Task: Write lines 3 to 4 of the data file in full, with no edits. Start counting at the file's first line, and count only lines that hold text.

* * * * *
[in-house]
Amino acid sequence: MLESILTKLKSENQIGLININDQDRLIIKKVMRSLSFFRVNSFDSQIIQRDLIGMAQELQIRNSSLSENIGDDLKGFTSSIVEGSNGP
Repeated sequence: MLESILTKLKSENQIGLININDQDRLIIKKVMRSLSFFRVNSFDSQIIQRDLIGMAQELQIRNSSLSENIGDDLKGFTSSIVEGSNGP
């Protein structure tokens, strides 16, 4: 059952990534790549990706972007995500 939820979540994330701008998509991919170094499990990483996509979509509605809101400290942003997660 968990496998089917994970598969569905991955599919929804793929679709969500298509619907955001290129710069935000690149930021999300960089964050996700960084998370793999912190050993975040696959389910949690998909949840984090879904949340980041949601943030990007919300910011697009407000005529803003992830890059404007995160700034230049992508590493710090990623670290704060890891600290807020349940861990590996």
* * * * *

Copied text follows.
Repeated sequence: MLESILTKLKSENQIGLININDQDRLIIKKVMRSLSFFRVNSFDSQIIQRDLIGMAQELQIRNSSLSENIGDDLKGFTSSIVEGSNGP
């Protein structure tokens, strides 16, 4: 059952990534790549990706972007995500 939820979540994330701008998509991919170094499990990483996509979509509605809101400290942003997660 968990496998089917994970598969569905991955599919929804793929679709969500298509619907955001290129710069935000690149930021999300960089964050996700960084998370793999912190050993975040696959389910949690998909949840984090879904949340980041949601943030990007919300910011697009407000005529803003992830890059404007995160700034230049992508590493710090990623670290704060890891600290807020349940861990590996």